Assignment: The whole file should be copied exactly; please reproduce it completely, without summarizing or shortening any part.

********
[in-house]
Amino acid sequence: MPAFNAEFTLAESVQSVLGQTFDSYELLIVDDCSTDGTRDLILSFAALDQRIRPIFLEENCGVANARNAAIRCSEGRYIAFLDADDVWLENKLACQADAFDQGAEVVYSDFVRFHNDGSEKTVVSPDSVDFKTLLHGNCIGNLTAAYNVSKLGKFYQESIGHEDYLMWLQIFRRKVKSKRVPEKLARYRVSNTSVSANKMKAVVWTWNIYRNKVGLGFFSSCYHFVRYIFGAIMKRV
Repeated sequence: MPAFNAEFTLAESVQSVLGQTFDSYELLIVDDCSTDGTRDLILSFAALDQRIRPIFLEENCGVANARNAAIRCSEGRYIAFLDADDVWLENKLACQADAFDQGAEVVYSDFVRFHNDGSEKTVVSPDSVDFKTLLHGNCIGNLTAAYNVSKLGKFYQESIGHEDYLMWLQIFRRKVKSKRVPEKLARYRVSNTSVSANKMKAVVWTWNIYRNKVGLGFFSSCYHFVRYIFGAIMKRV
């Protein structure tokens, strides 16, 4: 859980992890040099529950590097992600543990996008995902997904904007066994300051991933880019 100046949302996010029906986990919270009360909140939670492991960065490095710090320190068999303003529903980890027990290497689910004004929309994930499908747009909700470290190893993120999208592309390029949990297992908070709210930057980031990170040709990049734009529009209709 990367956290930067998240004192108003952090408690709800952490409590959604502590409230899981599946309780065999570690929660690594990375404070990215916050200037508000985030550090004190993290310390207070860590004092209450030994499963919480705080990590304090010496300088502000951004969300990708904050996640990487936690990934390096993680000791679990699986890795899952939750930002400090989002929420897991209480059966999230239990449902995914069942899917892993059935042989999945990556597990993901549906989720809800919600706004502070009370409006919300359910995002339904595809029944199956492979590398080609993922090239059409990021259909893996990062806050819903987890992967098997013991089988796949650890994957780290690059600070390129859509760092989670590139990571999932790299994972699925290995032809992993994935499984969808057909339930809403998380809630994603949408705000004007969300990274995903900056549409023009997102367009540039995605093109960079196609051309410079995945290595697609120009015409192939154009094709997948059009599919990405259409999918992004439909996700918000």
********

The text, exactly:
[in-house]
Amino acid sequence: MPAFNAEFTLAESVQSVLGQTFDSYELLIVDDCSTDGTRDLILSFAALDQRIRPIFLEENCGVANARNAAIRCSEGRYIAFLDADDVWLENKLACQADAFDQGAEVVYSDFVRFHNDGSEKTVVSPDSVDFKTLLHGNCIGNLTAAYNVSKLGKFYQESIGHEDYLMWLQIFRRKVKSKRVPEKLARYRVSNTSVSANKMKAVVWTWNIYRNKVGLGFFSSCYHFVRYIFGAIMKRV
Repeated sequence: MPAFNAEFTLAESVQSVLGQTFDSYELLIVDDCSTDGTRDLILSFAALDQRIRPIFLEENCGVANARNAAIRCSEGRYIAFLDADDVWLENKLACQADAFDQGAEVVYSDFVRFHNDGSEKTVVSPDSVDFKTLLHGNCIGNLTAAYNVSKLGKFYQESIGHEDYLMWLQIFRRKVKSKRVPEKLARYRVSNTSVSANKMKAVVWTWNIYRNKVGLGFFSSCYHFVRYIFGAIMKRV
């Protein structure tokens, strides 16, 4: 859980992890040099529950590097992600543990996008995902997904904007066994300051991933880019 100046949302996010029906986990919270009360909140939670492991960065490095710090320190068999303003529903980890027990290497689910004004929309994930499908747009909700470290190893993120999208592309390029949990297992908070709210930057980031990170040709990049734009529009209709 990367956290930067998240004192108003952090408690709800952490409590959604502590409230899981599946309780065999570690929660690594990375404070990215916050200037508000985030550090004190993290310390207070860590004092209450030994499963919480705080990590304090010496300088502000951004969300990708904050996640990487936690990934390096993680000791679990699986890795899952939750930002400090989002929420897991209480059966999230239990449902995914069942899917892993059935042989999945990556597990993901549906989720809800919600706004502070009370409006919300359910995002339904595809029944199956492979590398080609993922090239059409990021259909893996990062806050819903987890992967098997013991089988796949650890994957780290690059600070390129859509760092989670590139990571999932790299994972699925290995032809992993994935499984969808057909339930809403998380809630994603949408705000004007969300990274995903900056549409023009997102367009540039995605093109960079196609051309410079995945290595697609120009015409192939154009094709997948059009599919990405259409999918992004439909996700918000």